However, the situation is ongoing and it has seafood executives, as well as international observers, on edge.

2.       Anchovy fishery

Peru divides its anchovy fishing areas into two regions – south and north-central – with different capture limits and seasons set for each. The north-central is Peru’s main fishing region, with capture measuring several times that of the south region.

Peru’s Ministry of Production (PRODUCE) authorized a 28 November 2022 start for the second season of the north-central zone’s anchovy fishery, establishing a total allowable catch (TAC) of up to 2.28 million MT. However, PRODUCE stopped the season early due to the initiation of the anchovy’s spawning period, with the fishery at only 84 percent of the TAC. While PRODUCE did not provide exact figures, 84 percent of the TAC would be roughly 1.9 million MT of catch.  

The early closure marked the second time in 2022 that the fishing sector didn't reach its TAC. PRODUCE also called an early end to the first season in the north-central region, which coincidentally also reached 84 percent of the TAC, or 2.34 million MT. Combined with the estimated 1.9 million MT caught in the second season, Peru's catch total was only an estimated 4.25 million MT – well below the 5.1 million MT of anchovy Peru caught in 2021.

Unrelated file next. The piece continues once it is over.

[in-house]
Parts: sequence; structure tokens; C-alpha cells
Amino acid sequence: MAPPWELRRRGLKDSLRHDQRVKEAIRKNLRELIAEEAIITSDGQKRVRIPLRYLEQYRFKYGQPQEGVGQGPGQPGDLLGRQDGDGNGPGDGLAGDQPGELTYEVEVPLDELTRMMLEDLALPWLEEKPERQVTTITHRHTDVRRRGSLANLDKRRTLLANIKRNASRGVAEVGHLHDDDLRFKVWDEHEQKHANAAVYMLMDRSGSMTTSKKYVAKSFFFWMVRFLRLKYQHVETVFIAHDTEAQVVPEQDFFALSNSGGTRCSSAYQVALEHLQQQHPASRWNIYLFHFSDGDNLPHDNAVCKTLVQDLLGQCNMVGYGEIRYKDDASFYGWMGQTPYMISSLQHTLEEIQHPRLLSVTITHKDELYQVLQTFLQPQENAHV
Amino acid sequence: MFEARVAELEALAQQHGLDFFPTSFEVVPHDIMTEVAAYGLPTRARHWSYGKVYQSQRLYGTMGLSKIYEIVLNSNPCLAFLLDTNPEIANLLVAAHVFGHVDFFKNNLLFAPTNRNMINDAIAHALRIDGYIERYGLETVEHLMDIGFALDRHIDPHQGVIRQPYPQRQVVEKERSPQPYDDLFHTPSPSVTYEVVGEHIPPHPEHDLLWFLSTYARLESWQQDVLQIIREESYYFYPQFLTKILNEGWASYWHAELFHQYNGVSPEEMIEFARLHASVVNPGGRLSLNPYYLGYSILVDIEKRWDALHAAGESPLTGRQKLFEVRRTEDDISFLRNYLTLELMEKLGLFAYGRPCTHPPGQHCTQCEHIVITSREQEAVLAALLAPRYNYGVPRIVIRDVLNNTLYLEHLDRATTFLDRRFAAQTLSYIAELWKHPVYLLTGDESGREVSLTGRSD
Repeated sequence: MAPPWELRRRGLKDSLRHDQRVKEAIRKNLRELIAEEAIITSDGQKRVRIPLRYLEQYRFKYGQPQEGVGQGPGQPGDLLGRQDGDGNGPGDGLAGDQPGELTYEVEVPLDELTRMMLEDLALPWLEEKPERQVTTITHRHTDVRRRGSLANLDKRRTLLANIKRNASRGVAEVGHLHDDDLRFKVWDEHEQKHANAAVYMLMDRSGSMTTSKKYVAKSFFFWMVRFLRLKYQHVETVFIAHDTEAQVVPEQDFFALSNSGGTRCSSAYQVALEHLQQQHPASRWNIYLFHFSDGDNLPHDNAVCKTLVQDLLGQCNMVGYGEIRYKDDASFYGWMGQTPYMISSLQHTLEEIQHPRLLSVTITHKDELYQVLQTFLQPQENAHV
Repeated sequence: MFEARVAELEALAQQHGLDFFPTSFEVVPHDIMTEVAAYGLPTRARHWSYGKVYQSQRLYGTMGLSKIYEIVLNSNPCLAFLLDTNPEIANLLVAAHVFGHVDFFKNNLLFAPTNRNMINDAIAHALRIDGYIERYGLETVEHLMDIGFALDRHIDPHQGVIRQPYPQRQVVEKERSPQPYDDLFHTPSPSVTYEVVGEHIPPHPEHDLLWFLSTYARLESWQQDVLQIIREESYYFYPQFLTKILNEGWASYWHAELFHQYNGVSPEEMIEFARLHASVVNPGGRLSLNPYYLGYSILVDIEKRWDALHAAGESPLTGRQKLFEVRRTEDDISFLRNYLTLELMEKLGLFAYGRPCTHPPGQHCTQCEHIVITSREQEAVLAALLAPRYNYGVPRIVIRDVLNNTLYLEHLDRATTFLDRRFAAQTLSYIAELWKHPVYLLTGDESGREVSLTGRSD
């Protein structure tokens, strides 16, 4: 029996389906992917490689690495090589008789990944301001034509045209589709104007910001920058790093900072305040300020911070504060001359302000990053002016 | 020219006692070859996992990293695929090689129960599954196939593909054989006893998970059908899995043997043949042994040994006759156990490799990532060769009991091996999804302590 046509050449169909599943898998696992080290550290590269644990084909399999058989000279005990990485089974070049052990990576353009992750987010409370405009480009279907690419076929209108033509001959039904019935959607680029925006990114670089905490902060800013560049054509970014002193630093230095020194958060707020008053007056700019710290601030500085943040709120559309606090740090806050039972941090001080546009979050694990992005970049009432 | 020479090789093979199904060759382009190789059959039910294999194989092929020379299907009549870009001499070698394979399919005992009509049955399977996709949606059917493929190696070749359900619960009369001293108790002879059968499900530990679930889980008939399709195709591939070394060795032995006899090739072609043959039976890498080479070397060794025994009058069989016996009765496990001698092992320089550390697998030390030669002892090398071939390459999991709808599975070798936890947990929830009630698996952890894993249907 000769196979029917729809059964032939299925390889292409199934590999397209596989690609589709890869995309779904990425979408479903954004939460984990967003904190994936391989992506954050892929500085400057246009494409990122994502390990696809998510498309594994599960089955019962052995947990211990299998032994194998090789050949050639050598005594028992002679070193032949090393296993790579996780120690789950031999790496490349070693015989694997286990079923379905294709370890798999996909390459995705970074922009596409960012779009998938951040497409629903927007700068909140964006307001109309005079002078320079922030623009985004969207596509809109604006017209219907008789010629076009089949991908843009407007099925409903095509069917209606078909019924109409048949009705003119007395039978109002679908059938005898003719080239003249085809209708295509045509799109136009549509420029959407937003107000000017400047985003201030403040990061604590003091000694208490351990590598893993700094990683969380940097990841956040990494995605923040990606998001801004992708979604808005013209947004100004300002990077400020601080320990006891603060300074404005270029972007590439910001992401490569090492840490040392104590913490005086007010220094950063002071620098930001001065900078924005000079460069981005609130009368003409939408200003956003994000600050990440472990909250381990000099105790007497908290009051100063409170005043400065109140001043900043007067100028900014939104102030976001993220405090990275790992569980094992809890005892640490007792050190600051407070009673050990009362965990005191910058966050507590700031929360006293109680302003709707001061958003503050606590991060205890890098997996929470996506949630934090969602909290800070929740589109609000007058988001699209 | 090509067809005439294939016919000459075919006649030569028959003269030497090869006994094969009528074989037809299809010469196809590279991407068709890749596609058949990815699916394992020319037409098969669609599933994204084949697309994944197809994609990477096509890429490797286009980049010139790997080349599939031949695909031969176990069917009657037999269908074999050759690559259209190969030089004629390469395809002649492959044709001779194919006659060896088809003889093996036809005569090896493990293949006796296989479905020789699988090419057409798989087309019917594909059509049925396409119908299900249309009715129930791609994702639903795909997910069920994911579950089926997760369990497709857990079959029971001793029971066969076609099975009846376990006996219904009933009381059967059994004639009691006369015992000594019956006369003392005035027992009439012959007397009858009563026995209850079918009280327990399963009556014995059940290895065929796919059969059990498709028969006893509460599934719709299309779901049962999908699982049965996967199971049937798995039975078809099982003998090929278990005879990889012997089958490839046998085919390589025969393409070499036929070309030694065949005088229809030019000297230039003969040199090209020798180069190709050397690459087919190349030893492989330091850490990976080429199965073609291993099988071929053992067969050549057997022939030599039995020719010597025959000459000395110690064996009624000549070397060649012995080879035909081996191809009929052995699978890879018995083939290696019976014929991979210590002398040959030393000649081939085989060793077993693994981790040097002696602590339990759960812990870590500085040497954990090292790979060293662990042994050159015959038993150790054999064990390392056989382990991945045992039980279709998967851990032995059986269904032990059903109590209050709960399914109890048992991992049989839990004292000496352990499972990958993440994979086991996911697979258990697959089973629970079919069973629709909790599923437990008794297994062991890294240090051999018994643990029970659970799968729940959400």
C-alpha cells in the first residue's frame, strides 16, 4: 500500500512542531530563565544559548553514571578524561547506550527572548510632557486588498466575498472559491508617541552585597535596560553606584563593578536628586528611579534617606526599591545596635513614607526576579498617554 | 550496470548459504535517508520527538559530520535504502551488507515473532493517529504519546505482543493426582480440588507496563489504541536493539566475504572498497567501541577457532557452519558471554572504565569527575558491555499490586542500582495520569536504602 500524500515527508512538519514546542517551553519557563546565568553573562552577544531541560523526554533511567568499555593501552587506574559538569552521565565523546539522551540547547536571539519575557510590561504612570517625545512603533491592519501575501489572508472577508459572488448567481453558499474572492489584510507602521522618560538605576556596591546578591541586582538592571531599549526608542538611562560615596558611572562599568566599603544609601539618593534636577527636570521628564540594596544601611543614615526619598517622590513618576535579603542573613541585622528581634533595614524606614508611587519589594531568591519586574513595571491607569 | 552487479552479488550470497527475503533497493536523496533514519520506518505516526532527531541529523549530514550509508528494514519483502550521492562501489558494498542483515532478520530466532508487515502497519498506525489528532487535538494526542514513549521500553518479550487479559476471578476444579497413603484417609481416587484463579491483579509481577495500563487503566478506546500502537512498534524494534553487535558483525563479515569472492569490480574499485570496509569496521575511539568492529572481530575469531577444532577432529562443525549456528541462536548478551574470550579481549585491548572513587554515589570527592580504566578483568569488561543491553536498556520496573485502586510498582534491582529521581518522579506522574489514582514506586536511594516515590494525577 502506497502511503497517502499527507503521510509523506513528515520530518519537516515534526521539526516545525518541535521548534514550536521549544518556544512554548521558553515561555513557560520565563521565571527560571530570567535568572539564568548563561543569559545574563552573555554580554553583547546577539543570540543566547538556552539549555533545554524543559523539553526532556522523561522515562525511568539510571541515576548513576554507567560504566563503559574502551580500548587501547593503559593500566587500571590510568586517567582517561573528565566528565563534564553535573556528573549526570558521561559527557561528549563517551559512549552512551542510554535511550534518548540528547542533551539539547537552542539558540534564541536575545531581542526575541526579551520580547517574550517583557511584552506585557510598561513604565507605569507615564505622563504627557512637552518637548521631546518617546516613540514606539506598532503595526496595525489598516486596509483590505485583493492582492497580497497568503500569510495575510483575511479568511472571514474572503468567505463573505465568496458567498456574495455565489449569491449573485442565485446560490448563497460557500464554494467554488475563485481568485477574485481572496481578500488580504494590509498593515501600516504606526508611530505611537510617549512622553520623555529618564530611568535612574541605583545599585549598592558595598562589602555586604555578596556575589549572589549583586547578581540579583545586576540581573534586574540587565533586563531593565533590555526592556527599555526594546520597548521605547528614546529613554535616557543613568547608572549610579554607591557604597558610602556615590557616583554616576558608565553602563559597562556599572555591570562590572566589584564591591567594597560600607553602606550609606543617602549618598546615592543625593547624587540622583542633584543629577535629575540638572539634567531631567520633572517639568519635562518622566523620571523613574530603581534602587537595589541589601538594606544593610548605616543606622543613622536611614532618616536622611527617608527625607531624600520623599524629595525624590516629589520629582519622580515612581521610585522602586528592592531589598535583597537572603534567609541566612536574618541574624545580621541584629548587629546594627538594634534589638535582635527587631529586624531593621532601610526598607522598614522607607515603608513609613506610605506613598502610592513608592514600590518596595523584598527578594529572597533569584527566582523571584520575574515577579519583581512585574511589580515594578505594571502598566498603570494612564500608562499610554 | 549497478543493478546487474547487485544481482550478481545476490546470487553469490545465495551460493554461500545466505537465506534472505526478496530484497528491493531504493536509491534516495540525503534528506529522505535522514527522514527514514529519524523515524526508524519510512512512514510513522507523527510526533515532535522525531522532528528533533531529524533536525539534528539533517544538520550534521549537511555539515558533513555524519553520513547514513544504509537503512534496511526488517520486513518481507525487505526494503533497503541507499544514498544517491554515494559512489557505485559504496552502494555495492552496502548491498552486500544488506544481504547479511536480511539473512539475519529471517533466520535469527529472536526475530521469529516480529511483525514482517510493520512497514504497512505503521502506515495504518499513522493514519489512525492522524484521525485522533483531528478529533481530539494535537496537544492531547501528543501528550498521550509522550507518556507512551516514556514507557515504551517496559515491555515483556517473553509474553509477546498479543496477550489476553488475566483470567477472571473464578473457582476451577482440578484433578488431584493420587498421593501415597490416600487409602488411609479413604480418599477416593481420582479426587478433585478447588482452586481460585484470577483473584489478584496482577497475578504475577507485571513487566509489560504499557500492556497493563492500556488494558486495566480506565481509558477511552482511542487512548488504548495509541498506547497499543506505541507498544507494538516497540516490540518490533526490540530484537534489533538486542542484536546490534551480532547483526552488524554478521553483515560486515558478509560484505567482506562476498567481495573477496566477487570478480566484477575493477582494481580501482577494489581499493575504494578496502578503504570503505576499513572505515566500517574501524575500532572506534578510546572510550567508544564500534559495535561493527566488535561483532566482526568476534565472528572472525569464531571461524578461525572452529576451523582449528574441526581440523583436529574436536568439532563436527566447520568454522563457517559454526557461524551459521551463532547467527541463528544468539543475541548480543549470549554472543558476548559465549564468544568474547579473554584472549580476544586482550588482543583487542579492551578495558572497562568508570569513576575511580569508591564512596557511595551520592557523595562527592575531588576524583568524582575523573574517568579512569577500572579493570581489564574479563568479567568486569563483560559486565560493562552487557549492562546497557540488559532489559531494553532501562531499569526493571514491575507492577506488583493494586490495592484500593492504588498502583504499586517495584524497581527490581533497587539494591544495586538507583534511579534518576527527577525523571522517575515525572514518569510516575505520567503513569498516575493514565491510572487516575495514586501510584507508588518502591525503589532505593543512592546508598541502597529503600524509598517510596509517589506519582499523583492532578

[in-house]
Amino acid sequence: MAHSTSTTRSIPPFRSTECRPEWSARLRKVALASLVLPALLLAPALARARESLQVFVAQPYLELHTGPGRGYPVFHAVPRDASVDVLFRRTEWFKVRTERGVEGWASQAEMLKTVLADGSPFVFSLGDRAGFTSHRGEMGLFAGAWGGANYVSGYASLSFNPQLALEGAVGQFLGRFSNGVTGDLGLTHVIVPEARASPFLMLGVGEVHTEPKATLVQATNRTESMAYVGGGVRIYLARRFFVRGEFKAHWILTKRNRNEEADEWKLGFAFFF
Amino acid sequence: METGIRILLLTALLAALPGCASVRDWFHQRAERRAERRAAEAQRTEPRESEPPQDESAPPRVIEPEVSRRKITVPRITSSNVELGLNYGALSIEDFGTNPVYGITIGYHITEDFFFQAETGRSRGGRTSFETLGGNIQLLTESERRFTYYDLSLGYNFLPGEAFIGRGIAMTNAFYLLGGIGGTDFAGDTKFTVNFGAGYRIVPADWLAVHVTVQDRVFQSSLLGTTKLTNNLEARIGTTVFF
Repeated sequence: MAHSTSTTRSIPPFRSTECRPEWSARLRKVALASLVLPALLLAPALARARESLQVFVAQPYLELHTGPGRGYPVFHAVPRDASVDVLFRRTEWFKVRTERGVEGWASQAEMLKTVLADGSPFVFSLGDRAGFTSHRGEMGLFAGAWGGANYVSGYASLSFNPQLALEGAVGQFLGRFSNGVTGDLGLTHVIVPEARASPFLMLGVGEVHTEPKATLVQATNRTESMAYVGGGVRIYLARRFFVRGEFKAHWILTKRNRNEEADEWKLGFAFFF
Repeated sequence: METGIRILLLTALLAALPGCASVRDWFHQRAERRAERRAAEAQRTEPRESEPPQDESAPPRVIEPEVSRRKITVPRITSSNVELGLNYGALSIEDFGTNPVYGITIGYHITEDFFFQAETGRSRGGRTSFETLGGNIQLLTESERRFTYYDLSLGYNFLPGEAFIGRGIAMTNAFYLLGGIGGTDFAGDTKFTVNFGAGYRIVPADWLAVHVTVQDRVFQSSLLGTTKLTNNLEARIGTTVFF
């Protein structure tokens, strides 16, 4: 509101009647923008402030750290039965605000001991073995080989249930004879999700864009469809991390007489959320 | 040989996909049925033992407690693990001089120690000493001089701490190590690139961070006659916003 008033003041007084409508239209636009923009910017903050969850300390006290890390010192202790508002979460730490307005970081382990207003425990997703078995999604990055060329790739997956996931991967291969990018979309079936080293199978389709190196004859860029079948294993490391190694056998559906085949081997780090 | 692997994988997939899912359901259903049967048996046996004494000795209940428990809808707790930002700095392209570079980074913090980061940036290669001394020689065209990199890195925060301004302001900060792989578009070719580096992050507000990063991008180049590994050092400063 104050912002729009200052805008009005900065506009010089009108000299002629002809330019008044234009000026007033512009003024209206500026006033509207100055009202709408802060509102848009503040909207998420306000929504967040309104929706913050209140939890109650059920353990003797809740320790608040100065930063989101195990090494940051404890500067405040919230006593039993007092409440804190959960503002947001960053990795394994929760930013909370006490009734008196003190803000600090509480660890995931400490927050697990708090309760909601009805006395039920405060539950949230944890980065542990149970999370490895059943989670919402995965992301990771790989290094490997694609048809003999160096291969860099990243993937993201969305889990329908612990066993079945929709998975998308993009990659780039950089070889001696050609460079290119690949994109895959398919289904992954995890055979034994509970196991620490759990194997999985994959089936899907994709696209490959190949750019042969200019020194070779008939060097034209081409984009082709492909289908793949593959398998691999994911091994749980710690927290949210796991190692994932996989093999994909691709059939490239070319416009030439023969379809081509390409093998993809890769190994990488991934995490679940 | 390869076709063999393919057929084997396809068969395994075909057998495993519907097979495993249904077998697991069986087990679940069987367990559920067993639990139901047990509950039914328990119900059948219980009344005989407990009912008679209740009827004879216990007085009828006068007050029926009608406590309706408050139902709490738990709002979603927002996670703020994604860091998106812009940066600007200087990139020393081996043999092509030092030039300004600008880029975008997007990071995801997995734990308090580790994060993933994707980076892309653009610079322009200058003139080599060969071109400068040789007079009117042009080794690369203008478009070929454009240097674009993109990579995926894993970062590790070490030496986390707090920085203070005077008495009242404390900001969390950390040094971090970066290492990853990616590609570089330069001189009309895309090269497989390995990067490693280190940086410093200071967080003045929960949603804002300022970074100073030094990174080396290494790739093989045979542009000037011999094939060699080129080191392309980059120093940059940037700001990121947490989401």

“Despite the good health of anchovy biomass, which is around 10 million MT, 1 million MT were not caught compared to 2021 due to the late start of the second fishing season in the north-central area of the country,” Aljovín said at the end of December. She attributed the late launch to poor technical decisions at PRODUCE which she said “lost its specialist technicians and unfortunately little progress was made in fisheries policy” due to the political situation engulfing the country.

“This has had a direct impact on the production of fishmeal and fish oil for 2022 and, therefore, has affected the level of our exports,” she added. “As we pointed out at the time, for every day that fishing was stopped in this second season, Peru lost USD 30 million [EUR 28 million] per day, which will not be recovered.”

The TAC would have been met if the season had been launched just a couple of weeks previous, according to the fishing executive, who recognized 2022 as “a hard fishing year with both seasons unconcluded in terms of quotas.”

Aljovín expressed confidence that for 2023, “if weather conditions remain cool or neutral and if stability and predictability return to our sector, we will be able to return to 2021 levels, as the [Peruvian central bank] BCR predicted that the fishing sector will grow by 11.6 percent next year.”

3.       Strengthening aquaculture

At the end of 2022, Peru’s congress passed bill number 31666, or the “Law for the Promotion and Strengthening of Aquaculture,” which restores tax benefits to aquaculture. It addresses law number 27360, the “Agrarian Promotion Law” which was repealed in December 2020, annulling such benefits

Photo courtesy of Joseph Moreno M/Shutterstock